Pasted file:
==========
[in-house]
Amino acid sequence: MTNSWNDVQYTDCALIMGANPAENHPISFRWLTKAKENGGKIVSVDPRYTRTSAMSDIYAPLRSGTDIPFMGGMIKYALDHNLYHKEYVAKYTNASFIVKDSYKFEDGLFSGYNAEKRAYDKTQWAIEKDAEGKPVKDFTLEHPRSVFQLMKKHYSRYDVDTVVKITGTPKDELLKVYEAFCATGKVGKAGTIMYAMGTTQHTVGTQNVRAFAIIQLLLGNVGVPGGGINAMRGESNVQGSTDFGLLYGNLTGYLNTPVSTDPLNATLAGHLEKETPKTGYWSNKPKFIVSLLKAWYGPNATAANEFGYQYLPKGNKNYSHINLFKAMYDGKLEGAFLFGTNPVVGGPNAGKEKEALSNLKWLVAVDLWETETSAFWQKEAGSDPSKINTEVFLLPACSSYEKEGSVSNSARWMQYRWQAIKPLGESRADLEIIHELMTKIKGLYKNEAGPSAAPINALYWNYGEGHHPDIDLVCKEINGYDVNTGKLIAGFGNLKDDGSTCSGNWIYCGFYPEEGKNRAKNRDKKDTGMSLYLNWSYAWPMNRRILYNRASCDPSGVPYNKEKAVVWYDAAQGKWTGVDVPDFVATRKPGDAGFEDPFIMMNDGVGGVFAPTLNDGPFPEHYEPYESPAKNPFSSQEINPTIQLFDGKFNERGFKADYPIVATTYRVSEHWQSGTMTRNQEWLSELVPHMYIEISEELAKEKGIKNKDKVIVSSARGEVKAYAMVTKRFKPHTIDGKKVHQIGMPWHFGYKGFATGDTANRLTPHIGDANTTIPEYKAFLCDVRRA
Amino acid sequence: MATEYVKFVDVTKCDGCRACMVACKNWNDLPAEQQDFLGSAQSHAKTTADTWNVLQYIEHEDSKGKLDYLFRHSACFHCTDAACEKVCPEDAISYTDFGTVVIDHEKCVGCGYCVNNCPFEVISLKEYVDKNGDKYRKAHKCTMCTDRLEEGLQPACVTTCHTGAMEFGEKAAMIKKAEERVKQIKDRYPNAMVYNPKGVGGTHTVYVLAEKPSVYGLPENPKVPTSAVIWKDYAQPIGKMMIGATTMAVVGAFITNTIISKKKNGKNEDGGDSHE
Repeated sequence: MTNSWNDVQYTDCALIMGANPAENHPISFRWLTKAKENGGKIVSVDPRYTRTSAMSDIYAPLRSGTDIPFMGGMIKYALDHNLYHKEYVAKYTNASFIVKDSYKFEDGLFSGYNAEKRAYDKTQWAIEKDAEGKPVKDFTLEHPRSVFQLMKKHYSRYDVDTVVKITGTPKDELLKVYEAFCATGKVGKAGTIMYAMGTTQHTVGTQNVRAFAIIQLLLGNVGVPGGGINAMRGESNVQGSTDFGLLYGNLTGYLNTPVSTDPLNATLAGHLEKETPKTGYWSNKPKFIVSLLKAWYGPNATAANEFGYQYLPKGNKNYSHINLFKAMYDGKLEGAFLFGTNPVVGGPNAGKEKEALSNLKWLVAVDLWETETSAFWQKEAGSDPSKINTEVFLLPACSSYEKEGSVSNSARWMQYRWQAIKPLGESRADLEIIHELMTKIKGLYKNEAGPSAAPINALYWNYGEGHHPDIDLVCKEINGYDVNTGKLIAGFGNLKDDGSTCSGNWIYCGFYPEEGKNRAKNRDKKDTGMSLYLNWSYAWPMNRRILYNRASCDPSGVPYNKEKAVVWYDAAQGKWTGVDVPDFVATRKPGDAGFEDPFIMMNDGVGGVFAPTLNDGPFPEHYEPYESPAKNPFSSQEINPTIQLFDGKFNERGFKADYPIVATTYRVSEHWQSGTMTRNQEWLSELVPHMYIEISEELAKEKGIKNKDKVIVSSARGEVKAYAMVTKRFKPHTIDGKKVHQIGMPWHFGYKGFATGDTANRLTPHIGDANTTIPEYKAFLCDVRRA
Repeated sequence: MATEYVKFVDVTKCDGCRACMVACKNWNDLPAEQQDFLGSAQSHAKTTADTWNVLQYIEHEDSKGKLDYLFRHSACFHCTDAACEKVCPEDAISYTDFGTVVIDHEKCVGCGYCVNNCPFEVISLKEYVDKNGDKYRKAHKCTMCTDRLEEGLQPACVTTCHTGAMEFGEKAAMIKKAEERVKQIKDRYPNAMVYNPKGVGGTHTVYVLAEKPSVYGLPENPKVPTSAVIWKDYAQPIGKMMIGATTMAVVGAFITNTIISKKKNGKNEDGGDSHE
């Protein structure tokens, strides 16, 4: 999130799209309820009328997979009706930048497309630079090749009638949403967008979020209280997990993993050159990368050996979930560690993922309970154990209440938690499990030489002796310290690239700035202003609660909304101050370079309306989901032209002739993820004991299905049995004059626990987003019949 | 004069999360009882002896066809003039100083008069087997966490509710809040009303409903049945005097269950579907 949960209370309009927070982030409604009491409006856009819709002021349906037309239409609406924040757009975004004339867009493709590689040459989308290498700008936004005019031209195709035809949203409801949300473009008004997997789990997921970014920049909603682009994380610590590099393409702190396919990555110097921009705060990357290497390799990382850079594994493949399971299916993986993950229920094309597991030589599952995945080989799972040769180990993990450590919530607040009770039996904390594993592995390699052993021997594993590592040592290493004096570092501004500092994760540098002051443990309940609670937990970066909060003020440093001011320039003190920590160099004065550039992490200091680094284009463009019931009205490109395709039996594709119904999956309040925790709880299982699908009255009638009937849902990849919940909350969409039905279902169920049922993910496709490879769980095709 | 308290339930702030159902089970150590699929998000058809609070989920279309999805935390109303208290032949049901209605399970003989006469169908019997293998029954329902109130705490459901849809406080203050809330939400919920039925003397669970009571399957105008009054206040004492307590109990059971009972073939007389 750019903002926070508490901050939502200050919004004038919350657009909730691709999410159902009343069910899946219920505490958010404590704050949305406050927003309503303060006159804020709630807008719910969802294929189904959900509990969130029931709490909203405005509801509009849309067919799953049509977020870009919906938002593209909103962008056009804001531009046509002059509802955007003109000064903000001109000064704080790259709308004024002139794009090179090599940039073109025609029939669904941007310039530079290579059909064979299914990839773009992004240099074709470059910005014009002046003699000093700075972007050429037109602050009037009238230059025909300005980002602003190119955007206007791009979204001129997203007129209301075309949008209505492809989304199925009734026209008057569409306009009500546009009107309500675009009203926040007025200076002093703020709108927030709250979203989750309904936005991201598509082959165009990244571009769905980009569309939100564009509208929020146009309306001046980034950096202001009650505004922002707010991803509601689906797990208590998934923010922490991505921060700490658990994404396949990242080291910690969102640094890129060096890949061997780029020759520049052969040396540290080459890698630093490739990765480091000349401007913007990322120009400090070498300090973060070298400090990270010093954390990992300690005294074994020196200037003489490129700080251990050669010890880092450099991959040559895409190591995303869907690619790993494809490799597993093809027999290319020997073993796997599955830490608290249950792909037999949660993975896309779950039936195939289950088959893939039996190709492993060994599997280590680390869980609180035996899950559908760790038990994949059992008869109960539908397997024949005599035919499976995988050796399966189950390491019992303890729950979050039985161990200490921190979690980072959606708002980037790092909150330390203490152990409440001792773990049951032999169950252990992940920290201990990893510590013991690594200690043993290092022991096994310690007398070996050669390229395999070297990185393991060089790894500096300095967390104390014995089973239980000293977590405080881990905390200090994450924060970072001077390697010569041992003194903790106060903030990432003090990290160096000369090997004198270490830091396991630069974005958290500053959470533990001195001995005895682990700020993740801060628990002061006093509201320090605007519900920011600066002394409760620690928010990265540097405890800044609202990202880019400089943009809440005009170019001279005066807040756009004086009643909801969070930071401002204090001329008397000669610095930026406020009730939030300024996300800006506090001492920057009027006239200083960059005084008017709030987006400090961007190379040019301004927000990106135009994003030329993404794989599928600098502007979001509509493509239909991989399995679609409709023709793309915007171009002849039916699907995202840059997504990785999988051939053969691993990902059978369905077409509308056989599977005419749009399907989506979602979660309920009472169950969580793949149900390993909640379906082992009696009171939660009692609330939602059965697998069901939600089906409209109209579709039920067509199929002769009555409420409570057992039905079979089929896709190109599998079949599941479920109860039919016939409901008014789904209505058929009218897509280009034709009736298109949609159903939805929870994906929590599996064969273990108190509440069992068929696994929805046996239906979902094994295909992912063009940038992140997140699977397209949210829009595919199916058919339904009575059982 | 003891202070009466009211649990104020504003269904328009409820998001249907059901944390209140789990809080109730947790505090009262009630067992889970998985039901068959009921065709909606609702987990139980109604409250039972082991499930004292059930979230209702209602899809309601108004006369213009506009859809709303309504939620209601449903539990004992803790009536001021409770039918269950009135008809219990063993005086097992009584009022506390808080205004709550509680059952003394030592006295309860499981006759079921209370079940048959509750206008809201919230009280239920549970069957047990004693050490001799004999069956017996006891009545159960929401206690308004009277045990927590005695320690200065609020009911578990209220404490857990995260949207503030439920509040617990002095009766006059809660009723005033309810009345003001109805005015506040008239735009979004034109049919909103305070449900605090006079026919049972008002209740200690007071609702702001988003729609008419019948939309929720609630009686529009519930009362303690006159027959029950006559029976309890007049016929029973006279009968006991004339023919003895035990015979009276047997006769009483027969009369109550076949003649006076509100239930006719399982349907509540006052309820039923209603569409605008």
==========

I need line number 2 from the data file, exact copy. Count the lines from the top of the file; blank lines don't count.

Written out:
Amino acid sequence: MTNSWNDVQYTDCALIMGANPAENHPISFRWLTKAKENGGKIVSVDPRYTRTSAMSDIYAPLRSGTDIPFMGGMIKYALDHNLYHKEYVAKYTNASFIVKDSYKFEDGLFSGYNAEKRAYDKTQWAIEKDAEGKPVKDFTLEHPRSVFQLMKKHYSRYDVDTVVKITGTPKDELLKVYEAFCATGKVGKAGTIMYAMGTTQHTVGTQNVRAFAIIQLLLGNVGVPGGGINAMRGESNVQGSTDFGLLYGNLTGYLNTPVSTDPLNATLAGHLEKETPKTGYWSNKPKFIVSLLKAWYGPNATAANEFGYQYLPKGNKNYSHINLFKAMYDGKLEGAFLFGTNPVVGGPNAGKEKEALSNLKWLVAVDLWETETSAFWQKEAGSDPSKINTEVFLLPACSSYEKEGSVSNSARWMQYRWQAIKPLGESRADLEIIHELMTKIKGLYKNEAGPSAAPINALYWNYGEGHHPDIDLVCKEINGYDVNTGKLIAGFGNLKDDGSTCSGNWIYCGFYPEEGKNRAKNRDKKDTGMSLYLNWSYAWPMNRRILYNRASCDPSGVPYNKEKAVVWYDAAQGKWTGVDVPDFVATRKPGDAGFEDPFIMMNDGVGGVFAPTLNDGPFPEHYEPYESPAKNPFSSQEINPTIQLFDGKFNERGFKADYPIVATTYRVSEHWQSGTMTRNQEWLSELVPHMYIEISEELAKEKGIKNKDKVIVSSARGEVKAYAMVTKRFKPHTIDGKKVHQIGMPWHFGYKGFATGDTANRLTPHIGDANTTIPEYKAFLCDVRRA